Affirmed in part; reversed in part, and remanded with directions.


Footnote: 1    1 The Appellant's property consists of approximately 180 acres.
Footnote: 2    2 Grist Lumber's property consists of approximately 162 acres.
Footnote: 3    3 The Coiner family resided in a home on the property until Mr. Coiner's death in 1940. Subsequent to his death, no one resided in the home, and the Coiner relatives visited the property on an occasional basis. The lower court found that “the roadway was used for vehicular traffic from the early to mid-1940's to the present, although sometimes use was sporadic.” The lower court further found that “during the aforesaid period, at times, the condition of the roadway deteriorated and fell into various states of disrepair.”
Footnote: 4    4 Interestingly, the Appellant intimates that the ten-year “prescriptive period” for purposes of determining Grist Lumber's entitlement to the prescriptive easement could be considered 1911 to 1921, the ten years immediately following the Coiners' purchase of the property and the time during which the use of the road was initiated. No timbering took place on the property during that ten-year period. Grist Lumber asserts that the prescriptive period during which the easement was created was actually from 1911 to the present, contending that the “prescriptive period” is not legally limited to any particular ten-year span, but rather includes all years of usage with a minimum of ten years. The law of this state is in accord with the conception advanced by Grist Lumber; where an action seeking designation of a prescriptive easement is brought, a precise ten-year period within an extensive history of use does not have to be asserted, as long as the usage has been conducted continuously for at least ten years. The entire history of the usage, as presented in evidence, must be evaluated to determine the character and scope of the prescriptive easement.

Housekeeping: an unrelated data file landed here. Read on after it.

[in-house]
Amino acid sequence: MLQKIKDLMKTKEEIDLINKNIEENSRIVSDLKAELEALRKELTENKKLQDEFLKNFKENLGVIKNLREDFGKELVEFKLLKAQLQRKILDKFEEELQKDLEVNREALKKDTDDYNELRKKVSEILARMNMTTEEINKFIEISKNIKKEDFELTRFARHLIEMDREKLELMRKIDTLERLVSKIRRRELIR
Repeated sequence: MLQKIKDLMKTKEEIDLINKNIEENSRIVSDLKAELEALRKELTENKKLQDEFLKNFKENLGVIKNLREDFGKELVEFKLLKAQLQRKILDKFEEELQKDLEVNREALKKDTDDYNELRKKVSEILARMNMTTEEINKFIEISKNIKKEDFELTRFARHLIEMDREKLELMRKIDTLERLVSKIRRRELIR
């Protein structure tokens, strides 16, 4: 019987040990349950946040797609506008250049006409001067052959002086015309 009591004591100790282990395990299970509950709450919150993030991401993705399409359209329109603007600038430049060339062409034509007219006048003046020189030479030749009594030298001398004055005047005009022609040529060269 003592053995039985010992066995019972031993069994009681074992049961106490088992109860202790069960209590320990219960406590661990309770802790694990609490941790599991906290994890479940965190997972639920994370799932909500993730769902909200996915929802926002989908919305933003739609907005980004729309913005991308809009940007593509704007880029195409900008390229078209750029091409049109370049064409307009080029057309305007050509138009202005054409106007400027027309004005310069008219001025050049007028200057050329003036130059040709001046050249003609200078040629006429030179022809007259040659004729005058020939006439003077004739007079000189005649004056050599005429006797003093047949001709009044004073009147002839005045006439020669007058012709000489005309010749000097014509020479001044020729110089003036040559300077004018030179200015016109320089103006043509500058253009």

Footnote: 5    5 Burns Creek Road apparently became an abandoned state highway in 1991.
Footnote: 6    6 We note that Grist Lumber did not assert the right to use of the easement by necessity. If it had asserted and proven such right, the issue of historic use of the easement would not be a hindrance to its proposed timbering usage and would permit full exploitation and enjoyment. Where the easement is asserted through prescription, however, the essence of the matter is the historic use of the easement. Future use must be in consonance with historic use.